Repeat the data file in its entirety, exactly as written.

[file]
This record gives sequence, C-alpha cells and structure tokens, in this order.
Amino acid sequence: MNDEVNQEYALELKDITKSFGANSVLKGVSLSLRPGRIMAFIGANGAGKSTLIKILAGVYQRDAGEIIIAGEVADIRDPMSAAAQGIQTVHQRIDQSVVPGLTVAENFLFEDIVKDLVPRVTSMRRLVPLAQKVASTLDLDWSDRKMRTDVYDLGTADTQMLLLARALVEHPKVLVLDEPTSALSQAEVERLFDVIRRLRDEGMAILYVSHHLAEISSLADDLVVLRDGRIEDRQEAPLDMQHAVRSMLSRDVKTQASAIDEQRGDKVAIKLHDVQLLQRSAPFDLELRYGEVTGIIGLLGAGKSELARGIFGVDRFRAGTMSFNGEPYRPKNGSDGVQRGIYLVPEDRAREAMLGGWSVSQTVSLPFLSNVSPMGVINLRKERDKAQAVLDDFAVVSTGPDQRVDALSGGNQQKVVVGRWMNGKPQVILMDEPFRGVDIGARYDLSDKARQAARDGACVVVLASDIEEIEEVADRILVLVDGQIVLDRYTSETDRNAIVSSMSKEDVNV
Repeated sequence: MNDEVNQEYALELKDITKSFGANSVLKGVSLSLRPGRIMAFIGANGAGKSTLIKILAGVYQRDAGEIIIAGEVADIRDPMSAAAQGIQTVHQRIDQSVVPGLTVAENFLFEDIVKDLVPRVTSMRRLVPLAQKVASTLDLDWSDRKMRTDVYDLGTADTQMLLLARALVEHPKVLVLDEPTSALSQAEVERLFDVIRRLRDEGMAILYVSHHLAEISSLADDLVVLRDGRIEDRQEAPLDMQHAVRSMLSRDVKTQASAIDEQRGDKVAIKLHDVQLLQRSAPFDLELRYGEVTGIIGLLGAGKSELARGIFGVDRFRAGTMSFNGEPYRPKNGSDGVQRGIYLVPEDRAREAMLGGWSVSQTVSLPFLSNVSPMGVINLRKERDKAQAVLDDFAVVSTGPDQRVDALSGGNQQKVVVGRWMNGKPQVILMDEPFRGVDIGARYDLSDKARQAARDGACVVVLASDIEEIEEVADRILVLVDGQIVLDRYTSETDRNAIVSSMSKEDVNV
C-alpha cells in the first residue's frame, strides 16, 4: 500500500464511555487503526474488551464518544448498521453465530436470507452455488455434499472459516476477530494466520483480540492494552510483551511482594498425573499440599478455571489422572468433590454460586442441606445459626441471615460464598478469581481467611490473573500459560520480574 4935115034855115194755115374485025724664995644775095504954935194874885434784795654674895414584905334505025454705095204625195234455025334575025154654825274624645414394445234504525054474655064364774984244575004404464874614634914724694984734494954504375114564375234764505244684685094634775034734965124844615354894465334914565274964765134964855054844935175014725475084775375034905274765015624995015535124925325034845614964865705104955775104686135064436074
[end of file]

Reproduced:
This record gives sequence, C-alpha cells and structure tokens, in this order.
Amino acid sequence: MNDEVNQEYALELKDITKSFGANSVLKGVSLSLRPGRIMAFIGANGAGKSTLIKILAGVYQRDAGEIIIAGEVADIRDPMSAAAQGIQTVHQRIDQSVVPGLTVAENFLFEDIVKDLVPRVTSMRRLVPLAQKVASTLDLDWSDRKMRTDVYDLGTADTQMLLLARALVEHPKVLVLDEPTSALSQAEVERLFDVIRRLRDEGMAILYVSHHLAEISSLADDLVVLRDGRIEDRQEAPLDMQHAVRSMLSRDVKTQASAIDEQRGDKVAIKLHDVQLLQRSAPFDLELRYGEVTGIIGLLGAGKSELARGIFGVDRFRAGTMSFNGEPYRPKNGSDGVQRGIYLVPEDRAREAMLGGWSVSQTVSLPFLSNVSPMGVINLRKERDKAQAVLDDFAVVSTGPDQRVDALSGGNQQKVVVGRWMNGKPQVILMDEPFRGVDIGARYDLSDKARQAARDGACVVVLASDIEEIEEVADRILVLVDGQIVLDRYTSETDRNAIVSSMSKEDVNV
Repeated sequence: MNDEVNQEYALELKDITKSFGANSVLKGVSLSLRPGRIMAFIGANGAGKSTLIKILAGVYQRDAGEIIIAGEVADIRDPMSAAAQGIQTVHQRIDQSVVPGLTVAENFLFEDIVKDLVPRVTSMRRLVPLAQKVASTLDLDWSDRKMRTDVYDLGTADTQMLLLARALVEHPKVLVLDEPTSALSQAEVERLFDVIRRLRDEGMAILYVSHHLAEISSLADDLVVLRDGRIEDRQEAPLDMQHAVRSMLSRDVKTQASAIDEQRGDKVAIKLHDVQLLQRSAPFDLELRYGEVTGIIGLLGAGKSELARGIFGVDRFRAGTMSFNGEPYRPKNGSDGVQRGIYLVPEDRAREAMLGGWSVSQTVSLPFLSNVSPMGVINLRKERDKAQAVLDDFAVVSTGPDQRVDALSGGNQQKVVVGRWMNGKPQVILMDEPFRGVDIGARYDLSDKARQAARDGACVVVLASDIEEIEEVADRILVLVDGQIVLDRYTSETDRNAIVSSMSKEDVNV
C-alpha cells in the first residue's frame, strides 16, 4: 500500500464511555487503526474488551464518544448498521453465530436470507452455488455434499472459516476477530494466520483480540492494552510483551511482594498425573499440599478455571489422572468433590454460586442441606445459626441471615460464598478469581481467611490473573500459560520480574 4935115034855115194755115374485025724664995644775095504954935194874885434784795654674895414584905334505025454705095204625195234455025334575025154654825274624645414394445234504525054474655064364774984244575004404464874614634914724694984734494954504375114564375234764505244684685094634775034734965124844615354894465334914565274964765134964855054844935175014725475084775375034905274765015624995015535124925325034845614964865705104955775104686135064436074